Asking and answering another question helps reinforce the truth on this point. Did Christ come in the flesh only to lay down His life as a perfect sacrifice? This Scripture plainly says otherwise. He became a physical being to walk the walk that we have to walk and to remain faithful to God in the face of trials and tests of human life. Romans 8:1-14 Romans 8:1-14 1 There is therefore now no condemnation to them which are in Christ Jesus, who walk not after the flesh, but after the Spirit. 2 For the law of the Spirit of life in Christ Jesus has made me free from the law of sin and death. 3 For what the law could not do, in that it was weak through the flesh, God sending his own Son in the likeness of sinful flesh, and for sin, condemned sin in the flesh: 4 That the righteousness of the law might be fulfilled in us, who walk not after the flesh, but after the Spirit. 5 For they that are after the flesh do mind the things of the flesh; but they that are after the Spirit the things of the Spirit. 6 For to be carnally minded is death; but to be spiritually minded is life and peace. 7 Because the carnal mind is enmity against God: for it is not subject to the law of God, neither indeed can be. 8 So then they that are in the flesh cannot please God. 9 But you are not in the flesh, but in the Spirit, if so be that the Spirit of God dwell in you. Now if any man have not the Spirit of Christ, he is none of his. 10 And if Christ be in you, the body is dead because of sin; but the Spirit is life because of righteousness. 11 But if the Spirit of him that raised up Jesus from the dead dwell in you, he that raised up Christ from the dead shall also quicken your mortal bodies by his Spirit that dwells in you. 12 Therefore, brothers, we are debtors, not to the flesh, to live after the flesh. 13 For if you live after the flesh, you shall die: but if you through the Spirit do mortify the deeds of the body, you shall live. 14 For as many as are led by the Spirit of God, they are the sons of God.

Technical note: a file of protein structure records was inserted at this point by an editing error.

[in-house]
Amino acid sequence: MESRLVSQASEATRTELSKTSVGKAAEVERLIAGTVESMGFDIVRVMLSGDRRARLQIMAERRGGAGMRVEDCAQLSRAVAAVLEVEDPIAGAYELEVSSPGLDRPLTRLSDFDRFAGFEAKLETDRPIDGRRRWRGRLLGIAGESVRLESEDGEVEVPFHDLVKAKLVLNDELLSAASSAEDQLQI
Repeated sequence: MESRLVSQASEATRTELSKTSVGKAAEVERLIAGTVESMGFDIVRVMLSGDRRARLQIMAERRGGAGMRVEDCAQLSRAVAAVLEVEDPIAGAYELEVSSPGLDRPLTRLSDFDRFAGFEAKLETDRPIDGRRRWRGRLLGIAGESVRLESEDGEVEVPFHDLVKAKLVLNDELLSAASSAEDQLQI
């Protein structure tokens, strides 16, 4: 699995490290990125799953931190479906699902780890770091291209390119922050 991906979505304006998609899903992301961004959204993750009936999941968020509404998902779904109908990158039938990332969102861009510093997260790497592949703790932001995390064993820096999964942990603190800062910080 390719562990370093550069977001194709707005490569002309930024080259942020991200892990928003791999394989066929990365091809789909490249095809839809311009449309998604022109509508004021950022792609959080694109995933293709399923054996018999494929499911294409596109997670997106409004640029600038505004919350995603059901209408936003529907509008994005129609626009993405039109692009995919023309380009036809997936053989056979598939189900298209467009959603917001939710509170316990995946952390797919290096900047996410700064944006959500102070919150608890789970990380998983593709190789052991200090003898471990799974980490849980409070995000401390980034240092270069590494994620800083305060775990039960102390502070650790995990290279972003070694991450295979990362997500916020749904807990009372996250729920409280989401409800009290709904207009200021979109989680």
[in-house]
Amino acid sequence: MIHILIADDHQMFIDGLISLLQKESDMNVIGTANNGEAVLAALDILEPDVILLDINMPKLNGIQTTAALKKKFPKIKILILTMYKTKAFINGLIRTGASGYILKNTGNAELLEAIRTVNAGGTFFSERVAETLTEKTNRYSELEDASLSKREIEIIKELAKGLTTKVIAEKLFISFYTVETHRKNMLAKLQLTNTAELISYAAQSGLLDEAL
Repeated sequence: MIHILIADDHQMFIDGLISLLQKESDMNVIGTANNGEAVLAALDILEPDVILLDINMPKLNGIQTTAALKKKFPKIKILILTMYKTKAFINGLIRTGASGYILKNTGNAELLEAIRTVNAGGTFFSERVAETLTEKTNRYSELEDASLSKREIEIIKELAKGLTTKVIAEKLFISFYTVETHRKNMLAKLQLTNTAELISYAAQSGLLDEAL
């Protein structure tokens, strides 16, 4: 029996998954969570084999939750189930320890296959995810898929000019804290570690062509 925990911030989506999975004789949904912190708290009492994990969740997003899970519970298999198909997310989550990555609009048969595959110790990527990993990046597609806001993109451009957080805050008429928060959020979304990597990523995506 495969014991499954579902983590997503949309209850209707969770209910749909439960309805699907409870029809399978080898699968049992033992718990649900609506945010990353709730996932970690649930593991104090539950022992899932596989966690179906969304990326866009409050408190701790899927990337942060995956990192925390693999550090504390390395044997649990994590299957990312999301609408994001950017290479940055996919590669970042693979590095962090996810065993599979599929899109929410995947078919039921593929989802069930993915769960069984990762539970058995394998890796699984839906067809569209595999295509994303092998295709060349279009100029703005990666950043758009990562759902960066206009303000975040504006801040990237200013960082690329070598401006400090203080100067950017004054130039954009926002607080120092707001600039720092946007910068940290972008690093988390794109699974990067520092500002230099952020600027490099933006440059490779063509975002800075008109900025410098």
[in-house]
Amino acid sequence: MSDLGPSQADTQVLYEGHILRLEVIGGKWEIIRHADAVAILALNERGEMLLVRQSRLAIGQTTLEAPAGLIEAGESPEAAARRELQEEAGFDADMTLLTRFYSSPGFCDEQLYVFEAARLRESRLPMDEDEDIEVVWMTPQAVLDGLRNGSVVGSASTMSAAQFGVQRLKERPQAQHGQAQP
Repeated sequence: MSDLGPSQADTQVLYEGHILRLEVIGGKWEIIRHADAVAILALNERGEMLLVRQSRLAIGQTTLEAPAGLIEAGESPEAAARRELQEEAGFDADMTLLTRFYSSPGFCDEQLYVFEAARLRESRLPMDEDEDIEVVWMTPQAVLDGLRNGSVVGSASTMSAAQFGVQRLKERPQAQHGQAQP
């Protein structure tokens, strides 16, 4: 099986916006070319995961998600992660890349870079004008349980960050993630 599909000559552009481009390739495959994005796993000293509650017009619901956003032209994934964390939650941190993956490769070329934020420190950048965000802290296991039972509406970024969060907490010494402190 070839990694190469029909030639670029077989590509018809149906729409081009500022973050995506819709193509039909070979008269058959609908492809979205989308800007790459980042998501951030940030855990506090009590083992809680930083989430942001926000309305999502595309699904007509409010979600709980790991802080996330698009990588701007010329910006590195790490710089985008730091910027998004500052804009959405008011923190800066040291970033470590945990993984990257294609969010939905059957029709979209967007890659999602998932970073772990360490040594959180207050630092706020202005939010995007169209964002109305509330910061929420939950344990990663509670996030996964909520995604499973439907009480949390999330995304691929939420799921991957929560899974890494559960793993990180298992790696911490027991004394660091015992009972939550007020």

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speaks of those who “walk according to the flesh” and stresses that God will give eternal life to those who “walk according to the Spirit.”

Christ’s life in the flesh offers an example of how to live by the laws of God. He also made possible grace and forgiveness for sin, but not a do-it-yourself method for achieving a sinless life. The Bible clearly states that no human being has led a sinless life as Jesus did (1 John 1:7-8 1 John 1:7-8 7 But if we walk in the light, as he is in the light, we have fellowship one with another, and the blood of Jesus Christ his Son cleans us from all sin. 8 If we say that we have no sin, we deceive ourselves, and the truth is not in us.
American King James Version×
). The Holy Spirit does indeed offer the nature of God to be imparted, to provide spiritual understanding and motivation to obey God (Hebrews 8:10 Hebrews 8:10For this is the covenant that I will make with the house of Israel after those days, said the Lord; I will put my laws into their mind, and write them in their hearts: and I will be to them a God, and they shall be to me a people:
American King James Version×
; 10:16); but we are all still human and still sin out of ignorance and weakness.

Christ came to model the way of life His followers have to live. Not only is Christ our Savior, but He is also our Brother. Far more important than whether or not He could have sinned is the fact that He never did sin. Rather, He lived a sin-free life as an example for us to follow, and died to pay the price for our sins.

For more information, please read our booklet Jesus Christ: The Real Story .